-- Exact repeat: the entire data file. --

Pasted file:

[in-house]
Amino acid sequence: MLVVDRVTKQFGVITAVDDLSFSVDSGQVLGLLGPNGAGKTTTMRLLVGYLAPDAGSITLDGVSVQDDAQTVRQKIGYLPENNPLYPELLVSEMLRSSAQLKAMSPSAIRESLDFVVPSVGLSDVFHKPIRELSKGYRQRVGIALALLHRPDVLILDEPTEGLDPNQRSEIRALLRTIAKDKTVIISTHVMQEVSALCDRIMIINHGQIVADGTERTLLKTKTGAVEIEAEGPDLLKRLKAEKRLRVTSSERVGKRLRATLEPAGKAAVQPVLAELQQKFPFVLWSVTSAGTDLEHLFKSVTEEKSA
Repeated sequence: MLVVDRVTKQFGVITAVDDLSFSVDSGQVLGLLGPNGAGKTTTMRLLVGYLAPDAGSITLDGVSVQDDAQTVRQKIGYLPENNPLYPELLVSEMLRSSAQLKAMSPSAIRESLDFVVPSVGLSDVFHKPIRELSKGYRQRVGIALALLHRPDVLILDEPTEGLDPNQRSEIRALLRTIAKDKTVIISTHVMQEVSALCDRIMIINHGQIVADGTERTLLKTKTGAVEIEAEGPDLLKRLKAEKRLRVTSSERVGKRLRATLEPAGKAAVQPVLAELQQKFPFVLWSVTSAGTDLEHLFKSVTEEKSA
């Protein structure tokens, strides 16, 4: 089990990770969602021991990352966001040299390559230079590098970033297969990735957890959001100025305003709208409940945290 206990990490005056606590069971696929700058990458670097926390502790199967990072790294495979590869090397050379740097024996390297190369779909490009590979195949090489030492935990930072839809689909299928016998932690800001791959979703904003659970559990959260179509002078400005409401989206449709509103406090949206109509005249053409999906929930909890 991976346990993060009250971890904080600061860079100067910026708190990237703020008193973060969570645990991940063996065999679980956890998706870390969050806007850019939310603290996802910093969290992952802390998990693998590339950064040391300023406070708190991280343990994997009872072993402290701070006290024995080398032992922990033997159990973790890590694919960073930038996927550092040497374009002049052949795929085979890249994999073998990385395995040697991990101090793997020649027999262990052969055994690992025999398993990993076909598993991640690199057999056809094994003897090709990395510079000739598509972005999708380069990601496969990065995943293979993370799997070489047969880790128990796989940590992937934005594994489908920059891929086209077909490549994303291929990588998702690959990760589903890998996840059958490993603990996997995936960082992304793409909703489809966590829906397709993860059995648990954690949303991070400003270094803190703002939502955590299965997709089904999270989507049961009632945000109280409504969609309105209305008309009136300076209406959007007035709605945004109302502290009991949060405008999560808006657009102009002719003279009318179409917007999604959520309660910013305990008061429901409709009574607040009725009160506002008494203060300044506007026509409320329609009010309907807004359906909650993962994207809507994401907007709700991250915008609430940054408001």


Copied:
[in-house]
Amino acid sequence: MLVVDRVTKQFGVITAVDDLSFSVDSGQVLGLLGPNGAGKTTTMRLLVGYLAPDAGSITLDGVSVQDDAQTVRQKIGYLPENNPLYPELLVSEMLRSSAQLKAMSPSAIRESLDFVVPSVGLSDVFHKPIRELSKGYRQRVGIALALLHRPDVLILDEPTEGLDPNQRSEIRALLRTIAKDKTVIISTHVMQEVSALCDRIMIINHGQIVADGTERTLLKTKTGAVEIEAEGPDLLKRLKAEKRLRVTSSERVGKRLRATLEPAGKAAVQPVLAELQQKFPFVLWSVTSAGTDLEHLFKSVTEEKSA
Repeated sequence: MLVVDRVTKQFGVITAVDDLSFSVDSGQVLGLLGPNGAGKTTTMRLLVGYLAPDAGSITLDGVSVQDDAQTVRQKIGYLPENNPLYPELLVSEMLRSSAQLKAMSPSAIRESLDFVVPSVGLSDVFHKPIRELSKGYRQRVGIALALLHRPDVLILDEPTEGLDPNQRSEIRALLRTIAKDKTVIISTHVMQEVSALCDRIMIINHGQIVADGTERTLLKTKTGAVEIEAEGPDLLKRLKAEKRLRVTSSERVGKRLRATLEPAGKAAVQPVLAELQQKFPFVLWSVTSAGTDLEHLFKSVTEEKSA
């Protein structure tokens, strides 16, 4: 089990990770969602021991990352966001040299390559230079590098970033297969990735957890959001100025305003709208409940945290 206990990490005056606590069971696929700058990458670097926390502790199967990072790294495979590869090397050379740097024996390297190369779909490009590979195949090489030492935990930072839809689909299928016998932690800001791959979703904003659970559990959260179509002078400005409401989206449709509103406090949206109509005249053409999906929930909890 991976346990993060009250971890904080600061860079100067910026708190990237703020008193973060969570645990991940063996065999679980956890998706870390969050806007850019939310603290996802910093969290992952802390998990693998590339950064040391300023406070708190991280343990994997009872072993402290701070006290024995080398032992922990033997159990973790890590694919960073930038996927550092040497374009002049052949795929085979890249994999073998990385395995040697991990101090793997020649027999262990052969055994690992025999398993990993076909598993991640690199057999056809094994003897090709990395510079000739598509972005999708380069990601496969990065995943293979993370799997070489047969880790128990796989940590992937934005594994489908920059891929086209077909490549994303291929990588998702690959990760589903890998996840059958490993603990996997995936960082992304793409909703489809966590829906397709993860059995648990954690949303991070400003270094803190703002939502955590299965997709089904999270989507049961009632945000109280409504969609309105209305008309009136300076209406959007007035709605945004109302502290009991949060405008999560808006657009102009002719003279009318179409917007999604959520309660910013305990008061429901409709009574607040009725009160506002008494203060300044506007026509409320329609009010309907807004359906909650993962994207809507994401907007709700991250915008609430940054408001």